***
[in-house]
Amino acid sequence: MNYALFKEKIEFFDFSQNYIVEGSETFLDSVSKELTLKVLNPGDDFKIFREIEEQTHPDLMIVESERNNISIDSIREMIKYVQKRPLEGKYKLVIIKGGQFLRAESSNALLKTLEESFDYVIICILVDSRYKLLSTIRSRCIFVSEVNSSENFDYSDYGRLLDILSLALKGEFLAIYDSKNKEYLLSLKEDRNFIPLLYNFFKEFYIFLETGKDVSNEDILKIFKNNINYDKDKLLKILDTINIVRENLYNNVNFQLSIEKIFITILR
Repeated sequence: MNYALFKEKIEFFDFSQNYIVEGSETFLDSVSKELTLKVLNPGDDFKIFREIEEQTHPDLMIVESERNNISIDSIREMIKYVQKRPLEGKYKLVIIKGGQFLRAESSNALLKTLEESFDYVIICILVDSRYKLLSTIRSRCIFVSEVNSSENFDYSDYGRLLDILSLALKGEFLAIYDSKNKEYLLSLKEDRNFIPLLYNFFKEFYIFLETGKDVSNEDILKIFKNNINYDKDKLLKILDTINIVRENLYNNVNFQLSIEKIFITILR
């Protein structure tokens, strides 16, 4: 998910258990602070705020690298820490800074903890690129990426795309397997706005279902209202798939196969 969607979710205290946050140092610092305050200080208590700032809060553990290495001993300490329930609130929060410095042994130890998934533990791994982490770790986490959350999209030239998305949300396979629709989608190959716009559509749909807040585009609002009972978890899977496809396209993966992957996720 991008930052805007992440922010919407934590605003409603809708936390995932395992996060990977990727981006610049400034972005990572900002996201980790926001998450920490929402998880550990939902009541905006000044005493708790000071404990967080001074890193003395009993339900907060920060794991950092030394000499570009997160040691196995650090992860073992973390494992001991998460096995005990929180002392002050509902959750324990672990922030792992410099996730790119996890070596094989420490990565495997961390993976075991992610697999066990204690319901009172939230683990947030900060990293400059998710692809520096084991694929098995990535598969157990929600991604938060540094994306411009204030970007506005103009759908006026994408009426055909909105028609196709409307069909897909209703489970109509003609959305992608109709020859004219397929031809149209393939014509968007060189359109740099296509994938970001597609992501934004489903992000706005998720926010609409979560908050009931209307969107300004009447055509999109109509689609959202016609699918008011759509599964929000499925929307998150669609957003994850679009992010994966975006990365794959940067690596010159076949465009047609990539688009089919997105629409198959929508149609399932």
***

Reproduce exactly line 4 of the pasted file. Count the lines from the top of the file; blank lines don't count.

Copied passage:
């Protein structure tokens, strides 16, 4: 998910258990602070705020690298820490800074903890690129990426795309397997706005279902209202798939196969 969607979710205290946050140092610092305050200080208590700032809060553990290495001993300490329930609130929060410095042994130890998934533990791994982490770790986490959350999209030239998305949300396979629709989608190959716009559509749909807040585009609002009972978890899977496809396209993966992957996720 991008930052805007992440922010919407934590605003409603809708936390995932395992996060990977990727981006610049400034972005990572900002996201980790926001998450920490929402998880550990939902009541905006000044005493708790000071404990967080001074890193003395009993339900907060920060794991950092030394000499570009997160040691196995650090992860073992973390494992001991998460096995005990929180002392002050509902959750324990672990922030792992410099996730790119996890070596094989420490990565495997961390993976075991992610697999066990204690319901009172939230683990947030900060990293400059998710692809520096084991694929098995990535598969157990929600991604938060540094994306411009204030970007506005103009759908006026994408009426055909909105028609196709409307069909897909209703489970109509003609959305992608109709020859004219397929031809149209393939014509968007060189359109740099296509994938970001597609992501934004489903992000706005998720926010609409979560908050009931209307969107300004009447055509999109109509689609959202016609699918008011759509599964929000499925929307998150669609957003994850679009992010994966975006990365794959940067690596010159076949465009047609990539688009089919997105629409198959929508149609399932």